Albinism is caused by a lack of the pigment melanin, which usually gives the hair, skin and eyes their colour.
In people with albinism, the cells that make melanin do not work due to genetic mutations (faulty genes).
Different genes are responsible for the different types of albinism.
Oculocutaneous albinism (OCA)
Oculocutaneous albinism (OCA) is the most common type of albinism. Several different genes have been identified that may cause OCA.
Mutations (changes) in different genes cause different types of OCA. For example:
- OCA1A and OCA1B are caused by mutations in the tyrosinase gene
- OCA2 is caused by mutations in the P gene
- OCA3 is caused by mutations in the TRP-1 gene
- OCA4 is caused by mutations in the SLC45A2 gene
How OCA is inherited
OCA is an autosomal recessive condition. This means you need to inherit two copies of the faulty gene (one from your mother and one from your father) to have the condition.
It is estimated that about one in 70 people carry the gene that causes OCA. Carriers of the gene are not affected by the condition and have a normal amount of melanin. If both parents carry the gene, there is a one in four chance their child will have albinism.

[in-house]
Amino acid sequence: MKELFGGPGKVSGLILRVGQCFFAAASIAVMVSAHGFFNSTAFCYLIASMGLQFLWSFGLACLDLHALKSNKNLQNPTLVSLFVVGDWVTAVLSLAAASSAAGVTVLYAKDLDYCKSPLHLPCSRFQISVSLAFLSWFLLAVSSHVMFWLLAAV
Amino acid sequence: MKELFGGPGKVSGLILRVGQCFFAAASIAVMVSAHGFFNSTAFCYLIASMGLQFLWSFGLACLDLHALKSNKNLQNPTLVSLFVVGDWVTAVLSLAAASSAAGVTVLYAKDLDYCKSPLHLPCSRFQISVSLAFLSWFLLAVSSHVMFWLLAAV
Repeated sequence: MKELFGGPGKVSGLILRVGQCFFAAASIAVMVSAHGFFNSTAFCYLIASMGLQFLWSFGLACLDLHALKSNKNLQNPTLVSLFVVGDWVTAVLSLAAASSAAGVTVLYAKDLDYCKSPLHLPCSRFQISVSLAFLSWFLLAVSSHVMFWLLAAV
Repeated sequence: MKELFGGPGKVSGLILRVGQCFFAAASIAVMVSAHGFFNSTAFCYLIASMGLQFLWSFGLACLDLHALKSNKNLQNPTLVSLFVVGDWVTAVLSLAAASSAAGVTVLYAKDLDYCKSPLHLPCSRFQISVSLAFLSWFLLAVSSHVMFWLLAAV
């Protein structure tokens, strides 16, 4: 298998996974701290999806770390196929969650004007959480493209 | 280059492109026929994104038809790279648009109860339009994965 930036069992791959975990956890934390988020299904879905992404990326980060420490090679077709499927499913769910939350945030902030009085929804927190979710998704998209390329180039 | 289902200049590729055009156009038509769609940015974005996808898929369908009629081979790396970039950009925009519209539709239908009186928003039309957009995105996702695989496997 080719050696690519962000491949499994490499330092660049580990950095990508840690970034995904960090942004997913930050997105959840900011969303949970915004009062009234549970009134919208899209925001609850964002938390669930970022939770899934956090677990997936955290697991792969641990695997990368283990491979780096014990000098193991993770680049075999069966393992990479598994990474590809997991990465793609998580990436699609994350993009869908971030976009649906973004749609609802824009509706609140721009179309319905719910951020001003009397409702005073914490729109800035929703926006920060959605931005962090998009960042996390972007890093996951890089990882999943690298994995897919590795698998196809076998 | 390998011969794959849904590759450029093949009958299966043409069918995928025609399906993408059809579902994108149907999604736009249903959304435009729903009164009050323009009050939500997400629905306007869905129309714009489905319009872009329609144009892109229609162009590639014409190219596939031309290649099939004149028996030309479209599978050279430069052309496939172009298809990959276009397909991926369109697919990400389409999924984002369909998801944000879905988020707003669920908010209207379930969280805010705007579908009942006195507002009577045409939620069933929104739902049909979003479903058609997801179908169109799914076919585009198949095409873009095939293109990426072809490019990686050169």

Ocular albinism (OA)
There are two types of ocular albinism (OA). These are caused by different genes and are also inherited in different ways:
- OA1 is caused by a mutation in the GPR143 gene
- autosomal recessive ocular albinism (AROA) is caused by mutations in either the tyrosinase gene or the P gene
An adult or child diagnosed with albinism may be referred for genetic counselling. This is a discussion with a geneticist (a healthcare professional trained in the science of human genetics).
The genetic counsellor may be able to explain in more detail what has caused the particular type of albinism and how the condition was inherited.
Read more about genetic testing and counselling.